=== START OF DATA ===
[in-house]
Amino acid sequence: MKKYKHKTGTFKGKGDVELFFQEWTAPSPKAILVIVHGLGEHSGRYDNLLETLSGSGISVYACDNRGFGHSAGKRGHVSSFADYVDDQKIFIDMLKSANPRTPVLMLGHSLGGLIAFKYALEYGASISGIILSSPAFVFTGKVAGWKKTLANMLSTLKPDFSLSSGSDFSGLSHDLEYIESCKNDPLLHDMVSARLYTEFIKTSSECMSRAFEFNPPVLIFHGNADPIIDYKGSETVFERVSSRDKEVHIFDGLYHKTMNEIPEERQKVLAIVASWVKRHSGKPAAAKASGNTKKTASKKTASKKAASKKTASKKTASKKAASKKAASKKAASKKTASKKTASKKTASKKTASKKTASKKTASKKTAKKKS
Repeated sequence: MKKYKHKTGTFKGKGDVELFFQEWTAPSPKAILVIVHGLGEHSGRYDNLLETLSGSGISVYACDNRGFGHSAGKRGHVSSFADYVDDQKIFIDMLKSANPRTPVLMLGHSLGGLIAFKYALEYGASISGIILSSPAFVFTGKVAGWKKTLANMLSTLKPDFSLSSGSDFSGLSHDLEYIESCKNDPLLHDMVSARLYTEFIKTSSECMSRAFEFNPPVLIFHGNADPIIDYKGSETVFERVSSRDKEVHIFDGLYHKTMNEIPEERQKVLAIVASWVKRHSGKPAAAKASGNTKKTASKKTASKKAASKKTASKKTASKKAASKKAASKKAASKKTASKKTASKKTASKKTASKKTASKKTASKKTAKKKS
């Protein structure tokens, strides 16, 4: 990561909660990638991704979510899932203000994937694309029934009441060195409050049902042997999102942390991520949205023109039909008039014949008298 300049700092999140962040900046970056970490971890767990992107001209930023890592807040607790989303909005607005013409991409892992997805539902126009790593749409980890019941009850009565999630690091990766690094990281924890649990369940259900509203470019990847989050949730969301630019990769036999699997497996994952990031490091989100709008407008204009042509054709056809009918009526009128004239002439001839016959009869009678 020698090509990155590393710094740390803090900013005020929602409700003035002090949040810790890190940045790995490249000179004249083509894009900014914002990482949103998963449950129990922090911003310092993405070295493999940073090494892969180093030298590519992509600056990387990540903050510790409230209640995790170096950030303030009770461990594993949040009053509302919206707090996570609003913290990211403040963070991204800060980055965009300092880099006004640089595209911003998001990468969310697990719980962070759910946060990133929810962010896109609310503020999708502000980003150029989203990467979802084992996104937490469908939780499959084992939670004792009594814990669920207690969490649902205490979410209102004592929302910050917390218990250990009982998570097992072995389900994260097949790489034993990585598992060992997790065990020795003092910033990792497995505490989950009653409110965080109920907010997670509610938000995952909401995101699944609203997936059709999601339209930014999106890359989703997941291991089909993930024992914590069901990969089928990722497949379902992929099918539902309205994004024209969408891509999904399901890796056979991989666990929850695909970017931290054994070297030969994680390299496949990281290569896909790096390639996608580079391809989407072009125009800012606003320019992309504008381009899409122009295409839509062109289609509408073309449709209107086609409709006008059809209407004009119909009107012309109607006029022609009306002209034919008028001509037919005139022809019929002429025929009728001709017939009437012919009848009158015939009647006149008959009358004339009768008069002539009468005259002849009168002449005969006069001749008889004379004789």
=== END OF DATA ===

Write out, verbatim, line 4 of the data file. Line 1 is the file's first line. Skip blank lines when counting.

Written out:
């Protein structure tokens, strides 16, 4: 990561909660990638991704979510899932203000994937694309029934009441060195409050049902042997999102942390991520949205023109039909008039014949008298 300049700092999140962040900046970056970490971890767990992107001209930023890592807040607790989303909005607005013409991409892992997805539902126009790593749409980890019941009850009565999630690091990766690094990281924890649990369940259900509203470019990847989050949730969301630019990769036999699997497996994952990031490091989100709008407008204009042509054709056809009918009526009128004239002439001839016959009869009678 020698090509990155590393710094740390803090900013005020929602409700003035002090949040810790890190940045790995490249000179004249083509894009900014914002990482949103998963449950129990922090911003310092993405070295493999940073090494892969180093030298590519992509600056990387990540903050510790409230209640995790170096950030303030009770461990594993949040009053509302919206707090996570609003913290990211403040963070991204800060980055965009300092880099006004640089595209911003998001990468969310697990719980962070759910946060990133929810962010896109609310503020999708502000980003150029989203990467979802084992996104937490469908939780499959084992939670004792009594814990669920207690969490649902205490979410209102004592929302910050917390218990250990009982998570097992072995389900994260097949790489034993990585598992060992997790065990020795003092910033990792497995505490989950009653409110965080109920907010997670509610938000995952909401995101699944609203997936059709999601339209930014999106890359989703997941291991089909993930024992914590069901990969089928990722497949379902992929099918539902309205994004024209969408891509999904399901890796056979991989666990929850695909970017931290054994070297030969994680390299496949990281290569896909790096390639996608580079391809989407072009125009800012606003320019992309504008381009899409122009295409839509062109289609509408073309449709209107086609409709006008059809209407004009119909009107012309109607006029022609009306002209034919008028001509037919005139022809019929002429025929009728001709017939009437012919009848009158015939009647006149008959009358004339009768008069002539009468005259002849009168002449005969006069001749008889004379004789």